Gloucestershire Police said in Dec 2016 that within our county 54 % of all reported crime was cyber related.
In other words, you have a much higher chance of being mugged online in your home or work place than you do wandering around any of our high streets at midnight at the weekend.
According to the latest report by the Office of National Statistics (ONS), there were 5.8 million incidents of cyber crime and fraud in the 12 months up to March 2016, affecting one in 10 people in England and Wales.
The Federation of Small Businesses (FSB) found last month that small firms are unfairly carrying the cost of cyber crime in an increasingly vulnerable digital economy being collectively attacked seven million times per year, costing the UK economy an estimated £5.26 billion.
Despite the vast majority of small firms (93%) taking steps to protect their business from digital threats, two thirds (66%) have been a victim of cyber crime in the last two years. Over that period, those affected have been victims on four occasions on average, costing each business almost £3000 in total.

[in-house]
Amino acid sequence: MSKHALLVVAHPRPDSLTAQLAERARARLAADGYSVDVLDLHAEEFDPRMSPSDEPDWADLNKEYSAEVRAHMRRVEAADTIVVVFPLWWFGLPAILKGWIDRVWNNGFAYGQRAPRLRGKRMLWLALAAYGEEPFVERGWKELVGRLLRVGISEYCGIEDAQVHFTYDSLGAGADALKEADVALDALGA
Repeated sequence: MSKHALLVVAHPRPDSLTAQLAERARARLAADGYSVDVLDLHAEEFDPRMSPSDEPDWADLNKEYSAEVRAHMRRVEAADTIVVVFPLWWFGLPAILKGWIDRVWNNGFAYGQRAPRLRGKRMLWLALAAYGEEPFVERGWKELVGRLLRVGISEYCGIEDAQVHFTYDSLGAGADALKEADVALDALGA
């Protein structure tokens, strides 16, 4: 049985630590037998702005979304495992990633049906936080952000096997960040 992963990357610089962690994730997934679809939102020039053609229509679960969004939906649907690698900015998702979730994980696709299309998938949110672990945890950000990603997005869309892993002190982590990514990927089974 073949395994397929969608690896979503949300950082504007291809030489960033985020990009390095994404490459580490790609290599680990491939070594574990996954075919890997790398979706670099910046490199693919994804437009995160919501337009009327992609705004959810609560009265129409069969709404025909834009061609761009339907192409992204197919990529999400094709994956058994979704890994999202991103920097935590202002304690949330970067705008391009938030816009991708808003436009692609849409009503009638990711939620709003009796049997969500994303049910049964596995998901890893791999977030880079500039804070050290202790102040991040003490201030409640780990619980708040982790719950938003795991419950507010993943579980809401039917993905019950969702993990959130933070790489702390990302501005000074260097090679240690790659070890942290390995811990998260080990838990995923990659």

The types of cyber crime most commonly affecting small businesses are phishing emails (49%), spear phishing emails (37%), and malware attacks (29%).
Small firms are also concerned about hacking and fraud when the card is not present, with the average information breach setting them back 2.2 days.
However just a quarter of smaller businesses (24%) have a strict password policy, but only four per cent have a written plan of what to do if attacked online, and just two per cent have a recognised security standard such as ISO27001 or the Government’s Cyber Essentials scheme.